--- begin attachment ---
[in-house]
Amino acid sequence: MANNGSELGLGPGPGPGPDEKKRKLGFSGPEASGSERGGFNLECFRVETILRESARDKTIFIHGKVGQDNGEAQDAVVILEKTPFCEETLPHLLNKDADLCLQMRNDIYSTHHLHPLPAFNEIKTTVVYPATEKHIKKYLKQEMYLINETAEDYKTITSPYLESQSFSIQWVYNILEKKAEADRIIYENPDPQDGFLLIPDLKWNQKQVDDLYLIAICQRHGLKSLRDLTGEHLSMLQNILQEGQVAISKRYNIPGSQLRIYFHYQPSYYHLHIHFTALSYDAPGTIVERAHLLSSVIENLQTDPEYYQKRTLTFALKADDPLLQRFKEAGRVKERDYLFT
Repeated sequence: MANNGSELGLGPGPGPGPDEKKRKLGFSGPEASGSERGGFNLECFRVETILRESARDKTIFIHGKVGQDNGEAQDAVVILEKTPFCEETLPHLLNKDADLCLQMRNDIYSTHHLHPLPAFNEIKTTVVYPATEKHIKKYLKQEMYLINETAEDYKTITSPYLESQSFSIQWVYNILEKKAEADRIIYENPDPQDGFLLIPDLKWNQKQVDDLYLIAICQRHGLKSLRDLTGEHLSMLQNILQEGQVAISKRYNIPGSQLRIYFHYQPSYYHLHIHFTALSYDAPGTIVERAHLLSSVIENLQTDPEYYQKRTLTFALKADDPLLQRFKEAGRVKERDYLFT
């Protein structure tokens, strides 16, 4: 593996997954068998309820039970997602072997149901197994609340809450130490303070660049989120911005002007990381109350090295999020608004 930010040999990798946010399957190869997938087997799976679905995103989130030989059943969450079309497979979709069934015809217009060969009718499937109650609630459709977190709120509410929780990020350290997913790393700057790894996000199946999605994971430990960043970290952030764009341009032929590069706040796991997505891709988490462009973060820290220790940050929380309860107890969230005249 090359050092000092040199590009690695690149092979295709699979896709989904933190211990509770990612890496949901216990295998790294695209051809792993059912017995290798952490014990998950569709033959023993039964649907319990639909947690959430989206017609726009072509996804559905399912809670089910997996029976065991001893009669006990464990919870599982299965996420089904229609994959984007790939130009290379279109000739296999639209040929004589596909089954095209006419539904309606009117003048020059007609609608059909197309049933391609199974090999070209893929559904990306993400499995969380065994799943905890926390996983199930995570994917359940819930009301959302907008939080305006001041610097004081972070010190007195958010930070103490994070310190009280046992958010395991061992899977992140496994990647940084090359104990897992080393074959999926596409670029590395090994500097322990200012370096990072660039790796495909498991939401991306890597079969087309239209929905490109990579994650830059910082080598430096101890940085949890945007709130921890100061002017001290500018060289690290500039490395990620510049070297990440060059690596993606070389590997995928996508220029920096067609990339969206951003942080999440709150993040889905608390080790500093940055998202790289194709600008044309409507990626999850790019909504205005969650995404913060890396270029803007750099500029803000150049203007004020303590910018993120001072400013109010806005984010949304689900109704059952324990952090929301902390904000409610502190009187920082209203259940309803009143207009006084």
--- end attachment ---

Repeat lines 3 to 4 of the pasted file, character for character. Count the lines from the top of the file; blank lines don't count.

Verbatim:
Repeated sequence: MANNGSELGLGPGPGPGPDEKKRKLGFSGPEASGSERGGFNLECFRVETILRESARDKTIFIHGKVGQDNGEAQDAVVILEKTPFCEETLPHLLNKDADLCLQMRNDIYSTHHLHPLPAFNEIKTTVVYPATEKHIKKYLKQEMYLINETAEDYKTITSPYLESQSFSIQWVYNILEKKAEADRIIYENPDPQDGFLLIPDLKWNQKQVDDLYLIAICQRHGLKSLRDLTGEHLSMLQNILQEGQVAISKRYNIPGSQLRIYFHYQPSYYHLHIHFTALSYDAPGTIVERAHLLSSVIENLQTDPEYYQKRTLTFALKADDPLLQRFKEAGRVKERDYLFT
């Protein structure tokens, strides 16, 4: 593996997954068998309820039970997602072997149901197994609340809450130490303070660049989120911005002007990381109350090295999020608004 930010040999990798946010399957190869997938087997799976679905995103989130030989059943969450079309497979979709069934015809217009060969009718499937109650609630459709977190709120509410929780990020350290997913790393700057790894996000199946999605994971430990960043970290952030764009341009032929590069706040796991997505891709988490462009973060820290220790940050929380309860107890969230005249 090359050092000092040199590009690695690149092979295709699979896709989904933190211990509770990612890496949901216990295998790294695209051809792993059912017995290798952490014990998950569709033959023993039964649907319990639909947690959430989206017609726009072509996804559905399912809670089910997996029976065991001893009669006990464990919870599982299965996420089904229609994959984007790939130009290379279109000739296999639209040929004589596909089954095209006419539904309606009117003048020059007609609608059909197309049933391609199974090999070209893929559904990306993400499995969380065994799943905890926390996983199930995570994917359940819930009301959302907008939080305006001041610097004081972070010190007195958010930070103490994070310190009280046992958010395991061992899977992140496994990647940084090359104990897992080393074959999926596409670029590395090994500097322990200012370096990072660039790796495909498991939401991306890597079969087309239209929905490109990579994650830059910082080598430096101890940085949890945007709130921890100061002017001290500018060289690290500039490395990620510049070297990440060059690596993606070389590997995928996508220029920096067609990339969206951003942080999440709150993040889905608390080790500093940055998202790289194709600008044309409507990626999850790019909504205005969650995404913060890396270029803007750099500029803000150049203007004020303590910018993120001072400013109010806005984010949304689900109704059952324990952090929301902390904000409610502190009187920082209203259940309803009143207009006084």